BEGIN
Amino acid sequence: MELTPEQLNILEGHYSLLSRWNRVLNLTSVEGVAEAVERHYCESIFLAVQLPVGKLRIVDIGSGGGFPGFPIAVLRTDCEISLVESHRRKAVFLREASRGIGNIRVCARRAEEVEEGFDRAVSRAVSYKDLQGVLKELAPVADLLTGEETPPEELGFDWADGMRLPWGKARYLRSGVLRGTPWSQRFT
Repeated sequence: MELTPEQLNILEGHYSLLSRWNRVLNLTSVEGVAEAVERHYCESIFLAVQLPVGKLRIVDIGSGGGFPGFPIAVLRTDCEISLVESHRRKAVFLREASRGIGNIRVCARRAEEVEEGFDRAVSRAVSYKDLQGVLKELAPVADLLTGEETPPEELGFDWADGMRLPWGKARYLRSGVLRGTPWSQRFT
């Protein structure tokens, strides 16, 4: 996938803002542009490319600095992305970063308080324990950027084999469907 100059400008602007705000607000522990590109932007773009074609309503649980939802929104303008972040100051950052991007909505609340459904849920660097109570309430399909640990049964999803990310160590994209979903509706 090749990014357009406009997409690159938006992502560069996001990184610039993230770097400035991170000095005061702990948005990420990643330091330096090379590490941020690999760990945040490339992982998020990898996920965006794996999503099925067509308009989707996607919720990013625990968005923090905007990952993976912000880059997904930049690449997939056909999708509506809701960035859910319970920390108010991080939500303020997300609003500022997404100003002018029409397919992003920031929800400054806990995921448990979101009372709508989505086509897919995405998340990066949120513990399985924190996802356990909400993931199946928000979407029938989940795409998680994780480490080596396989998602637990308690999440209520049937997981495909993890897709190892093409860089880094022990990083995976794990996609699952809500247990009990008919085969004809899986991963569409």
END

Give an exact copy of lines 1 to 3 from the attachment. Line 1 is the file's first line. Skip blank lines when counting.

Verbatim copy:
Amino acid sequence: MELTPEQLNILEGHYSLLSRWNRVLNLTSVEGVAEAVERHYCESIFLAVQLPVGKLRIVDIGSGGGFPGFPIAVLRTDCEISLVESHRRKAVFLREASRGIGNIRVCARRAEEVEEGFDRAVSRAVSYKDLQGVLKELAPVADLLTGEETPPEELGFDWADGMRLPWGKARYLRSGVLRGTPWSQRFT
Repeated sequence: MELTPEQLNILEGHYSLLSRWNRVLNLTSVEGVAEAVERHYCESIFLAVQLPVGKLRIVDIGSGGGFPGFPIAVLRTDCEISLVESHRRKAVFLREASRGIGNIRVCARRAEEVEEGFDRAVSRAVSYKDLQGVLKELAPVADLLTGEETPPEELGFDWADGMRLPWGKARYLRSGVLRGTPWSQRFT
């Protein structure tokens, strides 16, 4: 996938803002542009490319600095992305970063308080324990950027084999469907 100059400008602007705000607000522990590109932007773009074609309503649980939802929104303008972040100051950052991007909505609340459904849920660097109570309430399909640990049964999803990310160590994209979903509706 090749990014357009406009997409690159938006992502560069996001990184610039993230770097400035991170000095005061702990948005990420990643330091330096090379590490941020690999760990945040490339992982998020990898996920965006794996999503099925067509308009989707996607919720990013625990968005923090905007990952993976912000880059997904930049690449997939056909999708509506809701960035859910319970920390108010991080939500303020997300609003500022997404100003002018029409397919992003920031929800400054806990995921448990979101009372709508989505086509897919995405998340990066949120513990399985924190996802356990909400993931199946928000979407029938989940795409998680994780480490080596396989998602637990308690999440209520049937997981495909993890897709190892093409860089880094022990990083995976794990996609699952809500247990009990008919085969004809899986991963569409």